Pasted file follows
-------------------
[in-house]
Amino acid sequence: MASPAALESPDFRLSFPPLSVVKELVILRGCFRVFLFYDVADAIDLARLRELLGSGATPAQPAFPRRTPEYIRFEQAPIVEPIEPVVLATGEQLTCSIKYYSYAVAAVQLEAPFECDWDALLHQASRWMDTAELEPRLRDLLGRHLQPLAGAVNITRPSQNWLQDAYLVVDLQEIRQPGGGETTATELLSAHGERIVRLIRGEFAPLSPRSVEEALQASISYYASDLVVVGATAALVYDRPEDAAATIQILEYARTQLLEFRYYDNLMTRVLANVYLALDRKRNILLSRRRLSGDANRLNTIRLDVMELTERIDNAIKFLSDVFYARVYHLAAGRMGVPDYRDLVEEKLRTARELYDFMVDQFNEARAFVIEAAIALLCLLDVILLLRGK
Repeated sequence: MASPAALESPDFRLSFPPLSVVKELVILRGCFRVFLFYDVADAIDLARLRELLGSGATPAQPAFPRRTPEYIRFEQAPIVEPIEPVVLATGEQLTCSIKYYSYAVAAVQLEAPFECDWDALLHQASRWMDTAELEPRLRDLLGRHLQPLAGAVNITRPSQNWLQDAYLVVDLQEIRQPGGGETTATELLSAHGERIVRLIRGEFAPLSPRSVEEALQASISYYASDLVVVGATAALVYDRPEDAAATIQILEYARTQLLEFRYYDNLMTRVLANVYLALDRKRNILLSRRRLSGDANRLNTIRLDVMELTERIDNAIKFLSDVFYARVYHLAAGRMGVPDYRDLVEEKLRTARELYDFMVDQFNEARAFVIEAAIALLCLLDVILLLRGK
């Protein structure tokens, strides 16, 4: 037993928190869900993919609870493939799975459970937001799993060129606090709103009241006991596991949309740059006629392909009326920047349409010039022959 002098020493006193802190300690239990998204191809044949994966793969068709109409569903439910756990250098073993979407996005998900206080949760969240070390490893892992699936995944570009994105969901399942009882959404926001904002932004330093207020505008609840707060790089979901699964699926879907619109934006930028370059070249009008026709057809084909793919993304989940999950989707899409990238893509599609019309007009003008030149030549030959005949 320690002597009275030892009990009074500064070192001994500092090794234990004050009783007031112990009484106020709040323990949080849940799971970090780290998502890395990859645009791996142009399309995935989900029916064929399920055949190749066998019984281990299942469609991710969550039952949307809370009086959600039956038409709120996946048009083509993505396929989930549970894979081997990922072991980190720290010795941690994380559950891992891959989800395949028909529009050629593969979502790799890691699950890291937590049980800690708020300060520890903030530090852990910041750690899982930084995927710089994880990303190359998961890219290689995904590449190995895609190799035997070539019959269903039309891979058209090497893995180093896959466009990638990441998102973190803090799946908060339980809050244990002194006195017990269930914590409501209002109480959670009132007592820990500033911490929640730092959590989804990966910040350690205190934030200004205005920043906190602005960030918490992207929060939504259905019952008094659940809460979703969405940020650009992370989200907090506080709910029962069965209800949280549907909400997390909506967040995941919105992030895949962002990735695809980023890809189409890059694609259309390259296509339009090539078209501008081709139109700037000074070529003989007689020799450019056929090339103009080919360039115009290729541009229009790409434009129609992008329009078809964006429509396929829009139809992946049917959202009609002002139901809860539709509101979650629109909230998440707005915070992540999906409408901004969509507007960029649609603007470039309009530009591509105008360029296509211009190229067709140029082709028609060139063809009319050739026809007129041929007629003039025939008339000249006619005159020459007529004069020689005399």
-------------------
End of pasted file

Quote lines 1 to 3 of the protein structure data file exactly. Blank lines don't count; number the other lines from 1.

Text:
[in-house]
Amino acid sequence: MASPAALESPDFRLSFPPLSVVKELVILRGCFRVFLFYDVADAIDLARLRELLGSGATPAQPAFPRRTPEYIRFEQAPIVEPIEPVVLATGEQLTCSIKYYSYAVAAVQLEAPFECDWDALLHQASRWMDTAELEPRLRDLLGRHLQPLAGAVNITRPSQNWLQDAYLVVDLQEIRQPGGGETTATELLSAHGERIVRLIRGEFAPLSPRSVEEALQASISYYASDLVVVGATAALVYDRPEDAAATIQILEYARTQLLEFRYYDNLMTRVLANVYLALDRKRNILLSRRRLSGDANRLNTIRLDVMELTERIDNAIKFLSDVFYARVYHLAAGRMGVPDYRDLVEEKLRTARELYDFMVDQFNEARAFVIEAAIALLCLLDVILLLRGK
Repeated sequence: MASPAALESPDFRLSFPPLSVVKELVILRGCFRVFLFYDVADAIDLARLRELLGSGATPAQPAFPRRTPEYIRFEQAPIVEPIEPVVLATGEQLTCSIKYYSYAVAAVQLEAPFECDWDALLHQASRWMDTAELEPRLRDLLGRHLQPLAGAVNITRPSQNWLQDAYLVVDLQEIRQPGGGETTATELLSAHGERIVRLIRGEFAPLSPRSVEEALQASISYYASDLVVVGATAALVYDRPEDAAATIQILEYARTQLLEFRYYDNLMTRVLANVYLALDRKRNILLSRRRLSGDANRLNTIRLDVMELTERIDNAIKFLSDVFYARVYHLAAGRMGVPDYRDLVEEKLRTARELYDFMVDQFNEARAFVIEAAIALLCLLDVILLLRGK